Inspiring 8-year-old loses her brave battle with rare form of disease
Abby Wujcik seldom encountered an obstacle she couldn’t overcome.
“Abby could not be told, ‘no,’” said her uncle, Brian Wujcik.
When the brain tumor from which she suffered prevented Abby from writing with her right hand, she learned how to use her left hand, her uncle recalled.
“She taught herself how to ride a bike,” said Wujcik, the head baseball coach at Richards High School in Oak Lawn. “She went to school whenever the chemotherapy would allow.”
Wujcik, 8, died Aug. 29 at Comer Children’s Hospital in Chicago 16 months after being diagnosed with high-grade astrocytoma, a brain tumor not typically found in children.
Abby made a lasting impression on her classmates at Kolmar Elementary School in Oak Lawn where she was a third grader.
“Abby was a wonderful little girl,” said David Creech, Kolmar principal. “She was strong and resilient.”
Abby was diagnosed shortly after a first-grade teacher noticed a change in her penmanship, her uncle said.
Abby lived a short but meaningful life, Wujcik said.
“Without even knowing it, she was touching lives,” he said.
That was never more evident than when Abby’s family, friends and community members formed Abby’s Army to raise funds to offset her medical bills.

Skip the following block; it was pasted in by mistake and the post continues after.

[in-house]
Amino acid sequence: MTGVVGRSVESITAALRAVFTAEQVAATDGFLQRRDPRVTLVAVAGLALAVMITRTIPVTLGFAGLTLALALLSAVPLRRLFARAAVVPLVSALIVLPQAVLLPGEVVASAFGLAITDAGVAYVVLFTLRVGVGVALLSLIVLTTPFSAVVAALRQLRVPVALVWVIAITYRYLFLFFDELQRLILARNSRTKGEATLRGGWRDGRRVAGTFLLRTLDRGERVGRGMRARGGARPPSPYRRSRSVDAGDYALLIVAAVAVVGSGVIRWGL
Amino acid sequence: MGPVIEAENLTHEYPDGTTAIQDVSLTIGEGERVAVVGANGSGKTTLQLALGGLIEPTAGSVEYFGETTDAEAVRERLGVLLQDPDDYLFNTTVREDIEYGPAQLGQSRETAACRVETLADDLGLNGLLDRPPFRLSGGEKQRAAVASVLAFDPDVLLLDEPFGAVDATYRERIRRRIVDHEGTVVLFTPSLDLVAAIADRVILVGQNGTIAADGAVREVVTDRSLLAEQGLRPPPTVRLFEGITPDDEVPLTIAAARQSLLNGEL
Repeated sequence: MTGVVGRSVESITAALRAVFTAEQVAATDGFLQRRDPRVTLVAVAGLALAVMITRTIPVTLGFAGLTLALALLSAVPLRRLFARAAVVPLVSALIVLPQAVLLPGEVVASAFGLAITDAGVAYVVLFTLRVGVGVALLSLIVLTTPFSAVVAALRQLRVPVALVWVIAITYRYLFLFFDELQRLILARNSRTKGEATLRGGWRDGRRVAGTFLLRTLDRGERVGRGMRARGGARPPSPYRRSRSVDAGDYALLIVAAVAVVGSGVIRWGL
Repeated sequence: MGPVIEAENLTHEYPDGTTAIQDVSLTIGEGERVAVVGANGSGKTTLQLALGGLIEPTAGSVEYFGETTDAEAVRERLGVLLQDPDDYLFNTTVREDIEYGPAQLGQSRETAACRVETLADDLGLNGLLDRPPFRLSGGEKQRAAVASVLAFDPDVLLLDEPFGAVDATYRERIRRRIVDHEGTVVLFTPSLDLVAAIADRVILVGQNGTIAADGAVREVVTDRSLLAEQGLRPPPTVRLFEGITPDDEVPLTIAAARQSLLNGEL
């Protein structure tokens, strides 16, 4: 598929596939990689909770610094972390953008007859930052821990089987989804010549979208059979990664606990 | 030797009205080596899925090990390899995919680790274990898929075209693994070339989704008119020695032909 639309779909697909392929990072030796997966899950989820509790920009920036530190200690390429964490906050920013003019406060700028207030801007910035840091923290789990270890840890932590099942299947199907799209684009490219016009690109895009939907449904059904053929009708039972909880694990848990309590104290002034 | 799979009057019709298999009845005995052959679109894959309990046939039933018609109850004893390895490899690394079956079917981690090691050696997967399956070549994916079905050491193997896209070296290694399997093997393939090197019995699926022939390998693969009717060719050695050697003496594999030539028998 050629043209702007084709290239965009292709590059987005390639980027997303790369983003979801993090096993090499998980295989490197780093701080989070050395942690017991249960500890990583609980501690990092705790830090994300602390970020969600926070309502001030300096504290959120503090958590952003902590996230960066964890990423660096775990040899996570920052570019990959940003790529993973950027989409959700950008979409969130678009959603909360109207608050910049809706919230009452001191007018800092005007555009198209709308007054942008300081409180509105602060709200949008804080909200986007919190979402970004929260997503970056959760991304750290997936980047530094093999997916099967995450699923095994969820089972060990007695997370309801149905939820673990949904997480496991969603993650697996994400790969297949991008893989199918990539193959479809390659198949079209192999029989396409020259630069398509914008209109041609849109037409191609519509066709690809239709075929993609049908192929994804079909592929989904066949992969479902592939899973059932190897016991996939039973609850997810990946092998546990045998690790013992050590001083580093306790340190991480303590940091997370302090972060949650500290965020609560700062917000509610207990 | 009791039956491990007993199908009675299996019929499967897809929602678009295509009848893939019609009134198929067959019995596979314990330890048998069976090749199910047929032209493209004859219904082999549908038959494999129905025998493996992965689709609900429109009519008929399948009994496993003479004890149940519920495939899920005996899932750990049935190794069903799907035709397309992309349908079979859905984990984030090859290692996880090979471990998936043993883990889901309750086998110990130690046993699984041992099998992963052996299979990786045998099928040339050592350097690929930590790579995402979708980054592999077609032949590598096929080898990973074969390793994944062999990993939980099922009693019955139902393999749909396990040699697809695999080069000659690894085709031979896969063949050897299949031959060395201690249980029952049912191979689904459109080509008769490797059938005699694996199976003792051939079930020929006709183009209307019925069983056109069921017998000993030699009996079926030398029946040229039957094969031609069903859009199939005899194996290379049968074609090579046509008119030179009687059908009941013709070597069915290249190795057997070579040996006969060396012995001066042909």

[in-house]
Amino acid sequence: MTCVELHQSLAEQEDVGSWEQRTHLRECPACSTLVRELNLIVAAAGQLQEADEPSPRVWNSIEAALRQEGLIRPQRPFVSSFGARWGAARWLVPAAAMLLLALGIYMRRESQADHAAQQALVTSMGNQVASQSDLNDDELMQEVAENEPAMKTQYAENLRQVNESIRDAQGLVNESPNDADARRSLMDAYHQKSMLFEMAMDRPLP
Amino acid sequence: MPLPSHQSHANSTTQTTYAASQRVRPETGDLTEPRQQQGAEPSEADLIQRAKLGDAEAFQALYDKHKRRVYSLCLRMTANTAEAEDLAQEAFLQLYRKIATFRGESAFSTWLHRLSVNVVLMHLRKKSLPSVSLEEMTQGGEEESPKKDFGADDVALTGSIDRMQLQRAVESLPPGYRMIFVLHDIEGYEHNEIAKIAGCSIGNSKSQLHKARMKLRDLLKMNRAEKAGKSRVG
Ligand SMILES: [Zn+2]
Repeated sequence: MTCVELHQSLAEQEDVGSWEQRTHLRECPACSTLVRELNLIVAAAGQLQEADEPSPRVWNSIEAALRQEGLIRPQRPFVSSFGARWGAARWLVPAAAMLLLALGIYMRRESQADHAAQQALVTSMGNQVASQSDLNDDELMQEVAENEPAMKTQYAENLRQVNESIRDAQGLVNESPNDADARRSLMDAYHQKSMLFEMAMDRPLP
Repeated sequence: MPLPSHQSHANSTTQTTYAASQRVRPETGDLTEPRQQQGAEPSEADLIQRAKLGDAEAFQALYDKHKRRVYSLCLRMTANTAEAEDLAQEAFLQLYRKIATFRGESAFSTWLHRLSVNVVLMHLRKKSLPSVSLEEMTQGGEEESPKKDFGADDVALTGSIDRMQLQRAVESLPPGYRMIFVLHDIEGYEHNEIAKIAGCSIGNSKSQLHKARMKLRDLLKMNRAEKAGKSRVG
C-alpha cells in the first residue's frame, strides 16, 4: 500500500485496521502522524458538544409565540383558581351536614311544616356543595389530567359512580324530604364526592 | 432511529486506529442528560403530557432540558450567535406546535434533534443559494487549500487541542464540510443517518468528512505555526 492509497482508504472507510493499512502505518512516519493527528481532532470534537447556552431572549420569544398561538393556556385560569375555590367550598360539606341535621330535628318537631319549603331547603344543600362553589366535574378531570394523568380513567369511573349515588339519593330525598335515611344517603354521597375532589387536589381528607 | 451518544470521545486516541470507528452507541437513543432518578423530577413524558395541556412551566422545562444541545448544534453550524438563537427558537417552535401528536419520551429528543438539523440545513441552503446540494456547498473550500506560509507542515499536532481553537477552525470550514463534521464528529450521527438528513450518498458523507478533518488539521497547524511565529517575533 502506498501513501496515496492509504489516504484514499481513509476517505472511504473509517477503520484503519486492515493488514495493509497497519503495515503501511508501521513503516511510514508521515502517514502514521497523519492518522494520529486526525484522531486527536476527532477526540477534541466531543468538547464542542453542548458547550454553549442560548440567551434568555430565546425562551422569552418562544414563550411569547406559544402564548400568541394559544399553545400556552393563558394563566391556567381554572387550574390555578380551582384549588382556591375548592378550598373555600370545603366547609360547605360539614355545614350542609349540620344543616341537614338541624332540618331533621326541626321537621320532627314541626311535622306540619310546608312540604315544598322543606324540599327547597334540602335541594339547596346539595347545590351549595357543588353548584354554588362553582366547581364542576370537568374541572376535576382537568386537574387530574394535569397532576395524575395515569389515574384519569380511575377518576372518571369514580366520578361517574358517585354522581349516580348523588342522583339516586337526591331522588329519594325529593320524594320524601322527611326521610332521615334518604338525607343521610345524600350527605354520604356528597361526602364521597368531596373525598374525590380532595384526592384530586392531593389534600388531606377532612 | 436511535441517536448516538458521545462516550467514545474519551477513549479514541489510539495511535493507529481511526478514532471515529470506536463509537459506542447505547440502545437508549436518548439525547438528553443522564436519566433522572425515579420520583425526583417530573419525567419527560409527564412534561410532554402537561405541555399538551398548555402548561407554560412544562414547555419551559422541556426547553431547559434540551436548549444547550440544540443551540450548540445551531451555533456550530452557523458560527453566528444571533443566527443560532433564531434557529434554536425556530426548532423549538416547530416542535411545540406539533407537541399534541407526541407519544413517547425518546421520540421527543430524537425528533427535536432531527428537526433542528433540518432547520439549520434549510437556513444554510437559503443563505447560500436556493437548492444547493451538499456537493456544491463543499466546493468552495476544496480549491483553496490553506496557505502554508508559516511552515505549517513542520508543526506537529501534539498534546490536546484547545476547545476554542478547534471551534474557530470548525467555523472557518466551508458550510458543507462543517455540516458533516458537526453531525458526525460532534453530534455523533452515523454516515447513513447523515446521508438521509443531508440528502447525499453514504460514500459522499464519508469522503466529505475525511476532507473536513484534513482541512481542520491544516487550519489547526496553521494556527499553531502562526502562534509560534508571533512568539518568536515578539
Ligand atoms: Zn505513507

The group’s major fundraiser was a carnival held in July 2012 at Oak Lawn-Hometown Middle School. The group considered holding a fundraiser at a bar, but decided on a carnival at the middle school so Abby’s friends could be involved.
“It was absolutely amazing the way everyone came together for her,” said Wujcik, who credited the School District 123 community for making the event a success. “It was absolutely awe-inspiring.”
Neighbors also showed their support the night Abby died by tying pink and grey ribbons around trees in the community and gathering at the Wujcik’s home to offer comfort.
Wujcik said he’ll always remember his niece as a little girl who lived life to the fullest.
“She never lost her sense of humor,” he said. “She never lost her willingness to have fun.”
Abby met Justin Bieber, went to Disney World, swam with dolphins and a got a chance to tour Wrigley Field, he said.
He also credited Abby’s parents, Kevin and Kristyn, for maintaining their poise throughout Abby’s illness.
“They exhibited grace through all of this,” he said. “I think that was important.”
In addition to her parents, Abby is survived by siblings, Morgan and Ethan, as well her grandparents, aunts, uncles and cousins.
Visitation was held Tuesday at Chapel Hill Garden South Funeral Home in Oak Lawn. Funeral services were held Wednesday at Zion Lutheran Church in Tinley Park.
Memorial contributions may be given in Abby’s memory to the Comer Children’s Hospital Child Life Department.